In Rose’s case, Sunday’s finish probably wasn’t even the roughest close to a game he’s had during this young season. In a double-overtime loss to Cleveland last week, he got stripped of the ball on key back-to-back possessions by center Andre Drummond, his former teammate.

There’s a chance, of course, that we’ll look back a month or three from now and be able to write off Griffin’s ugly 4-for-14 game Sunday as an aberration in an otherwise good season. After all, this was his first game back in action after suffering a concussion. Still, there are some indications that perhaps the last remnants of Griffin’s dominance were drained from the bottle during the 2019-20 campaign. Almost 65 percent of Griffin’s shot attempts this season have been 3-pointers. (That’s up from last year’s career-high mark of 44 percent.) Conversely, through four games, the once-hyperathletic Griffin has yet to go up for a dunk. (In Year 2 of his career, almost 21 percent of Griffin’s shots were dunks. By last season, that number had dwindled to a career-low 2 percent.)

This is a roundabout way of saying that Griffin, when he’s not taking jumpers in the biggest moments, has largely relegated himself to being a spot-up shooter. And while his shot has improved since he joined the NBA … he isn’t exactly Kyle Korver. Aside from his athleticism, much of what made him so integral to the Clippers and then the Pistons was his work as an elite, playmaking point forward. Working as a bricklayer who stands in the corner offers few opportunities for the kind of difference-making plays he used to specialize in.

Some of this situation is undoubtedly the Pistons ensuring that rookie guard and first-round pick Killian Hayes gets chances to run the offense, since Rose and guard Delon Wright will also have the ball in their hands throughout the game. But let’s be real here: The majority of it stems from the Pistons’ chickens coming home to roost after the Griffin trade three years ago.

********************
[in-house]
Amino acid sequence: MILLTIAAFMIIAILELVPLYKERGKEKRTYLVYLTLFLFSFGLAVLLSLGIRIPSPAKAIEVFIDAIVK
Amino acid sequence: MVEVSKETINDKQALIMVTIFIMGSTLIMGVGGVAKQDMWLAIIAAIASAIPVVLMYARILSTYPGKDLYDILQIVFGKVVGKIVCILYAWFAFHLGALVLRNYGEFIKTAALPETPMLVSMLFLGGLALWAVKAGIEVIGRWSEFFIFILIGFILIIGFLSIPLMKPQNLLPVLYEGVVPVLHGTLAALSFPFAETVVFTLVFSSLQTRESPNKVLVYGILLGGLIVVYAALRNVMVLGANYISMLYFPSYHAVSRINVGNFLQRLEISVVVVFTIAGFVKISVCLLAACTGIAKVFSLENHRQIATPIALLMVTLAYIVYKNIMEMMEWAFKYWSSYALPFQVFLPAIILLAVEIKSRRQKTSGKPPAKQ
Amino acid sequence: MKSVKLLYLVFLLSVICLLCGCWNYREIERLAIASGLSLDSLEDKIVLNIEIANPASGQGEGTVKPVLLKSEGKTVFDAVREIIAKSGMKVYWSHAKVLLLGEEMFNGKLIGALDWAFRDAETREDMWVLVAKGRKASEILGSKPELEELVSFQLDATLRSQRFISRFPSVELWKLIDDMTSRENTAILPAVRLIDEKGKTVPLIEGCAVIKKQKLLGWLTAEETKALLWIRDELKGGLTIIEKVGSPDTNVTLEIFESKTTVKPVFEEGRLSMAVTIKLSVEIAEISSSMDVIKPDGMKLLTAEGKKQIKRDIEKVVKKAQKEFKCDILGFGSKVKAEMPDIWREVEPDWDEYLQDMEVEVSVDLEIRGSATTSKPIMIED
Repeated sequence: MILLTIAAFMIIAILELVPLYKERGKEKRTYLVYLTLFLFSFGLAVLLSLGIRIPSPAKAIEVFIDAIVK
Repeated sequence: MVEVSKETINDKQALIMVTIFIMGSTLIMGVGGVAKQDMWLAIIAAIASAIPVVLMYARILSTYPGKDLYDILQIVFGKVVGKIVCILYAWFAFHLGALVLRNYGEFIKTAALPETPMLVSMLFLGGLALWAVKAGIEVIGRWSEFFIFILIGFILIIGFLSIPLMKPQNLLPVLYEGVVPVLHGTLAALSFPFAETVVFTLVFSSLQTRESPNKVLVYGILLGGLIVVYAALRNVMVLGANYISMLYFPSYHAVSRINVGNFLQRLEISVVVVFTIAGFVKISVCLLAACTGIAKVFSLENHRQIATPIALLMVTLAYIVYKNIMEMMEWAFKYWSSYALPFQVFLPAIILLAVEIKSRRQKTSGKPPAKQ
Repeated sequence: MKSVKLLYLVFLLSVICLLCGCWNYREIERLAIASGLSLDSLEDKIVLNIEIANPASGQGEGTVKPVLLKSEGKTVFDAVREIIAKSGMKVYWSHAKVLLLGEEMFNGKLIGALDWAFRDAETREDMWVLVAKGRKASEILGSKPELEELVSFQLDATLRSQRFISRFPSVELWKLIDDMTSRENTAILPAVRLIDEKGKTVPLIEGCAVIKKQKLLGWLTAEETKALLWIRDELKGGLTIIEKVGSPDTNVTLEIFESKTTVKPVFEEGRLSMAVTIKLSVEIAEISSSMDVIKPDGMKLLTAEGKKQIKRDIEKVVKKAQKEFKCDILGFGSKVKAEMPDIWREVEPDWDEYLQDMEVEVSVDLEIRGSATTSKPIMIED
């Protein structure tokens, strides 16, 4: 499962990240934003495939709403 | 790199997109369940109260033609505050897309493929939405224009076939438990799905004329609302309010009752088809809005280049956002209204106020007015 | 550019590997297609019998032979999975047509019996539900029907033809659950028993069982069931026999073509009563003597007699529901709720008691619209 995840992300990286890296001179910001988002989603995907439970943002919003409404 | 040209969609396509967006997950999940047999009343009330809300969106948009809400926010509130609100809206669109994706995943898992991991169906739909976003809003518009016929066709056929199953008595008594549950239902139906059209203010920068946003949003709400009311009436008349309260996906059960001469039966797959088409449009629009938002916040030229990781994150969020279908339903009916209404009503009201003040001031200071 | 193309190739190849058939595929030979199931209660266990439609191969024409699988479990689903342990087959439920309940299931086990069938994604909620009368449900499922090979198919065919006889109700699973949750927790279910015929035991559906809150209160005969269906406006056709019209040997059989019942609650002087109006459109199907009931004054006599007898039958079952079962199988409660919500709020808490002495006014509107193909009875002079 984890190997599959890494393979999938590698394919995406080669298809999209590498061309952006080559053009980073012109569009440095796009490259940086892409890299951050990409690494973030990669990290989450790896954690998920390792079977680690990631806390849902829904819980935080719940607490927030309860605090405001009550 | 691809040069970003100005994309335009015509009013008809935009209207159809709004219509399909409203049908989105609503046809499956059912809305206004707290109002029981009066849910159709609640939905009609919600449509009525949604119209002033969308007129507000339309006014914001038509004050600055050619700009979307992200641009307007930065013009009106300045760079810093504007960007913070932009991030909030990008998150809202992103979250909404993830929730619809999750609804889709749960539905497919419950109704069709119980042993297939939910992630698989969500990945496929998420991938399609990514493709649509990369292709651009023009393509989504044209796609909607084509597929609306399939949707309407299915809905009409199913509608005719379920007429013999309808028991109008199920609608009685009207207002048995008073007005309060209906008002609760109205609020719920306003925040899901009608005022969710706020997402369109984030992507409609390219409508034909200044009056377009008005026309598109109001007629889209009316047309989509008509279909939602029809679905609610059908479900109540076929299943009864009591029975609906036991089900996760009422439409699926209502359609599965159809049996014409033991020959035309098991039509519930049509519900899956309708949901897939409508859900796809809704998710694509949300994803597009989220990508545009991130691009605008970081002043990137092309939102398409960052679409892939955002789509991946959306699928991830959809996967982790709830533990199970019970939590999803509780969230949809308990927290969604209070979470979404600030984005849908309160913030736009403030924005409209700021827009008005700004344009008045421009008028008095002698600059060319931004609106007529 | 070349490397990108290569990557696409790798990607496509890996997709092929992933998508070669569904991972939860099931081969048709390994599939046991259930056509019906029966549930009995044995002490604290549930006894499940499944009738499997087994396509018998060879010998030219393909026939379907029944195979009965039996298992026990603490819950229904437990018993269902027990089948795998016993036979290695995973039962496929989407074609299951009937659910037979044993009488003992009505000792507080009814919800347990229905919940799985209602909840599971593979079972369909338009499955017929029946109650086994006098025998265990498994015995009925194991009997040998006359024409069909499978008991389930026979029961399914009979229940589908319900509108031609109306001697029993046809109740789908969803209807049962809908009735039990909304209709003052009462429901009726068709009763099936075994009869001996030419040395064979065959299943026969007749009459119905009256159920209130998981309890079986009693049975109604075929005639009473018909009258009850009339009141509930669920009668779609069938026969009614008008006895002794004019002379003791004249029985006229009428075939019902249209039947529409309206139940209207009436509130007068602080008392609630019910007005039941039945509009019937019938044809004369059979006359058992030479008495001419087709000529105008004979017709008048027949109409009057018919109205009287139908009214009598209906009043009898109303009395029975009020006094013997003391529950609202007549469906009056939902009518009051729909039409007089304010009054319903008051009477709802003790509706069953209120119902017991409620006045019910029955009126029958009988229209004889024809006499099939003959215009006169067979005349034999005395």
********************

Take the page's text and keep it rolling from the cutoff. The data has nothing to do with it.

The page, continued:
At the time, we wrote that the deal — made by Stan Van Gundy, who was the team’s coach and general manager — represented a desperate move for Detroit that might very well backfire. And with Griffin likely slowing down but still on the books for almost $37 million this year (and nearly $39 million next season), this is largely the predicament we foresaw back then.

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While the Griffin deal didn’t happen on the watch of the Pistons’ new management group, the decision to sign and trade young big man Christian Wood in free agency — a move that likely perplexes Detroit fans even more now, as he’s averaging 24 and 11 for Houston — was their call.

Whatever the reason for letting go of Wood, the Pistons do at least seem to have identified a useful big man in rookie Isaiah Stewart, a kinetic ball of rebounding energy on both ends, whom coach Dwane Casey has compared to ex-Piston great Dennis Rodman. Rookie wing Saddiq Bey, their draft return for dealing sharpshooter Luke Kennard and four-second rounders to the Clippers,2 has also shown good role-player instincts for now by using corner spot-ups to pump-fake defenders into oblivion to get open looks. And while Hayes is coming along more slowly than the others, Casey has said he’s not worried, pointing to the slow-but-sure development of Raptors guard Fred VanVleet, whom he coached in Toronto.

On some level, though, Hayes’s situation may be a microcosm of the team as a whole: There are good elements at play with this team, but it may take a bit of time, and for the two most prominent players on the roster to take a slight step back in the clutch, before we can see it.

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Footnotes

  1. And, for the sake of the exercise, former Piston Christian Wood.

  2. ESPN’s Zach Lowe reported that the second-rounders were sent as a sort of insurance, because of Kennard’s knee problems.

Chris Herring was a senior sportswriter for FiveThirtyEight.